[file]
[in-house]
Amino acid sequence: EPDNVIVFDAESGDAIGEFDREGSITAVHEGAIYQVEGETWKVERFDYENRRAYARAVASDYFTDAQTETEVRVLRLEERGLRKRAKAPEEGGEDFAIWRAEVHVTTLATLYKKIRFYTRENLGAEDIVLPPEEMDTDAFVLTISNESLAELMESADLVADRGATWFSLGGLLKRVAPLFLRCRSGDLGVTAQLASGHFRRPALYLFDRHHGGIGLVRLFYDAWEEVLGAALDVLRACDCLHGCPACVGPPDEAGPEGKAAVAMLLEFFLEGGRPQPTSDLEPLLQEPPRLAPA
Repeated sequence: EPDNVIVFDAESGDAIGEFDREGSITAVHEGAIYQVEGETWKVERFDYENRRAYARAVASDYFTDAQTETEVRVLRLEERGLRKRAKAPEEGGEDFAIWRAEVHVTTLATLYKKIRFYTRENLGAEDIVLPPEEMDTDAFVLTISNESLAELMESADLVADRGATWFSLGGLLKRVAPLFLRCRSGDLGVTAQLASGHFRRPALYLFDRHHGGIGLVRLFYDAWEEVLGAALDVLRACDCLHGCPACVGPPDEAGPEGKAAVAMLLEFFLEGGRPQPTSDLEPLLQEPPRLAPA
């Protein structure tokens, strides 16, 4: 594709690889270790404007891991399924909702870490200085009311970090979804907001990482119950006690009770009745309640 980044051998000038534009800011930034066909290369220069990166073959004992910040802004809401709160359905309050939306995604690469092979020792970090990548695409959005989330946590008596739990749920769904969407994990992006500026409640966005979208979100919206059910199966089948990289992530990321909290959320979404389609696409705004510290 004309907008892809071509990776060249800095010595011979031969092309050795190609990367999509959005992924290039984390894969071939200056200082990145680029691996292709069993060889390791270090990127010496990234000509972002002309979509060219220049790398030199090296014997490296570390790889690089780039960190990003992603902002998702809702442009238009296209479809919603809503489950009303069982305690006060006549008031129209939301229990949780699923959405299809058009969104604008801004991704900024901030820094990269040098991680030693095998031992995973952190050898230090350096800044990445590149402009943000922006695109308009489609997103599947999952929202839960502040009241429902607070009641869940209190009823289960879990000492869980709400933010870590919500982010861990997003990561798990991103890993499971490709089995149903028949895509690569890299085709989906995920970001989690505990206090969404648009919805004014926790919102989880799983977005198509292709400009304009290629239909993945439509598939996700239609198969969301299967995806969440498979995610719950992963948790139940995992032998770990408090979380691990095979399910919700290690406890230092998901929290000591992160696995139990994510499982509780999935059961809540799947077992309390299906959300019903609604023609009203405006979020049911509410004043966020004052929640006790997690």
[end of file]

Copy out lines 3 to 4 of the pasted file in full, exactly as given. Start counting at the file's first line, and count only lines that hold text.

Repeated sequence: EPDNVIVFDAESGDAIGEFDREGSITAVHEGAIYQVEGETWKVERFDYENRRAYARAVASDYFTDAQTETEVRVLRLEERGLRKRAKAPEEGGEDFAIWRAEVHVTTLATLYKKIRFYTRENLGAEDIVLPPEEMDTDAFVLTISNESLAELMESADLVADRGATWFSLGGLLKRVAPLFLRCRSGDLGVTAQLASGHFRRPALYLFDRHHGGIGLVRLFYDAWEEVLGAALDVLRACDCLHGCPACVGPPDEAGPEGKAAVAMLLEFFLEGGRPQPTSDLEPLLQEPPRLAPA
């Protein structure tokens, strides 16, 4: 594709690889270790404007891991399924909702870490200085009311970090979804907001990482119950006690009770009745309640 980044051998000038534009800011930034066909290369220069990166073959004992910040802004809401709160359905309050939306995604690469092979020792970090990548695409959005989330946590008596739990749920769904969407994990992006500026409640966005979208979100919206059910199966089948990289992530990321909290959320979404389609696409705004510290 004309907008892809071509990776060249800095010595011979031969092309050795190609990367999509959005992924290039984390894969071939200056200082990145680029691996292709069993060889390791270090990127010496990234000509972002002309979509060219220049790398030199090296014997490296570390790889690089780039960190990003992603902002998702809702442009238009296209479809919603809503489950009303069982305690006060006549008031129209939301229990949780699923959405299809058009969104604008801004991704900024901030820094990269040098991680030693095998031992995973952190050898230090350096800044990445590149402009943000922006695109308009489609997103599947999952929202839960502040009241429902607070009641869940209190009823289960879990000492869980709400933010870590919500982010861990997003990561798990991103890993499971490709089995149903028949895509690569890299085709989906995920970001989690505990206090969404648009919805004014926790919102989880799983977005198509292709400009304009290629239909993945439509598939996700239609198969969301299967995806969440498979995610719950992963948790139940995992032998770990408090979380691990095979399910919700290690406890230092998901929290000591992160696995139990994510499982509780999935059961809540799947077992309390299906959300019903609604023609009203405006979020049911509410004043966020004052929640006790997690």